Texas

charcoaler-drive-in-1.jpgThe Charcoaler in El Paso, Texas, looks like it fell out of time capsule from the 1950s. That is a good thing. A beautiful glass fronted open building sits back from busy Mesa Drive with an expansive lawn stretching to the seriously retro sign out front. This is truly a classic drive through restaurant.

You pull your 1955 Chevy up to one of four speaker signs depicting a chef holding a big sign with the menu on it. A helpful voice crackles on the speaker asking you for your order. You reply Cheeseburger ($1.95), French fries ($1.00), Onion Rings ($1.55) and a chocolate shake ($1.20). “Sorry, we only have vanilla shakes today.” The voice crackles back. You answer that is fine. “That will be $6.19. Please pull around to the window.”

You oblige and pull up behind three other hamburger hopefuls in the queue. When you get to the window, a neatly dressed young man takes your money and hands you three identical white paper sacks, with the Charcoaler logo on them and a small red cup with your vanilla shake. You thank the man and pull the car under one of two 100-foot long awnings, that will shield you form the Texas sun while you feast.

 

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driskill1Treat yourself to the pleasures of well-prepared meals in comfortable settings by starting at the Driskill Hotel, centrally located at the corner of Brazos and Sixth Street. For dinner, the Driskill Grill creates a quiet space behind the busy, noisy Driskill Bar, one of the city’s most popular gathering spots.

The Grill has the look of an early 20th century gentlemen’s club, with dark wood, oil paintings and sconces on the walls. In that elegant setting, the very modern menu draws inspiration from the dynamic world of contemporary farm-to-table dining with a Southwestern touch.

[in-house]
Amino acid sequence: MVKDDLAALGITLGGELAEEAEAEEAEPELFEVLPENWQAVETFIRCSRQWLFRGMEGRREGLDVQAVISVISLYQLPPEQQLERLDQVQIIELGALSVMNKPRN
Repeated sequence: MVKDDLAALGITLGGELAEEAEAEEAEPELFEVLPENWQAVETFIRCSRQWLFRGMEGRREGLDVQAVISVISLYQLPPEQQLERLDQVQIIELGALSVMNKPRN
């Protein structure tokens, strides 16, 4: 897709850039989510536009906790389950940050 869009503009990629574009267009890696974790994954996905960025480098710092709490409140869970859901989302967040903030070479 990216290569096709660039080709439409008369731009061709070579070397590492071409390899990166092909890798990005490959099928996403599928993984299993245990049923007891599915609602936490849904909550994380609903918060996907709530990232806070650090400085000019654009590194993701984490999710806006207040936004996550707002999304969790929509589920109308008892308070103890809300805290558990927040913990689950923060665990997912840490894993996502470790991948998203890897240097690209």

A tasting is a good way to experience the extensive menu. Executive chef Jonathan Gelman’s plates arrive at the table with a painterly touch.

Deep red brush strokes of caramelized beet juice decorate an appetizer plate with tastings of beef tartar, ahi poke, and a Prince Edward Island oyster on the half shell.

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peronisteak.jpgBuffalo Gap is only a few miles south-west of Abilene. The small town (population 463) has a fascinating Historic Village, a must for any western history buffs.

The jewel of Buffalo Gap is Perini Ranch Steakhouse. Located down a twisting dirt road, the steakhouse is in a converted barn with an outdoor patio cooled by lazily turning overhead fans.

Perini's is the brainchild of Tom Perini, born and bred a Texas cattleman. He loves cattle ranching but confesses there is no money to be made that way.

Faced with losing the ranch because he couldn't earn enough raising cattle, his mother told him to turn to cooking, something he had been doing for years on cattle drives. Everyone loved his down-home, ranchhand-pleasing dishes.

That's what you'll get at Perini's. Steaks, fried chicken, ham, chicken fried steak, hamburgers, catfish, and ribs come out on huge plates, designed to satisfy the hungriest of cowboys.

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postcard 1024Though I was born and raised in Los Angeles, I have Texas DNA in my bones! And, though I love California Mexican Food, my heart sings when Bill and I have the opportunity to dine Authentic Tex-Mex somewhere deep in the heart of Texas! If I could, like Tex-Mex expert, Robb Walsh, I would wander the state checking out every small eatery in every town. So, on a recent trip to Houston, we – like homing pigeons - made our way to the oldest Mexican Restaurant in that town, Molina’s and to their Enchiladas de Tejas!

Californians love fresh healthy food; accordingly they top their cheddar or Monterey Jack cheese enchiladas with tomatoes, green onions, sour cream and shredded lettuce. Texans, on the other hand really do love dark n dirty! Chili ‘gravy’ tops their Kraft Velveeta or Land O’Lakes Extra Melt stuffed enchiladas! “Velveeta? Land O’Lakes? You ask, shocked? Yes, my dear. Processed cheese melts differently - more elegantly – and is the real ‘authentic’ cheese of choice (irony intended). Still shocked? Bless your heart!

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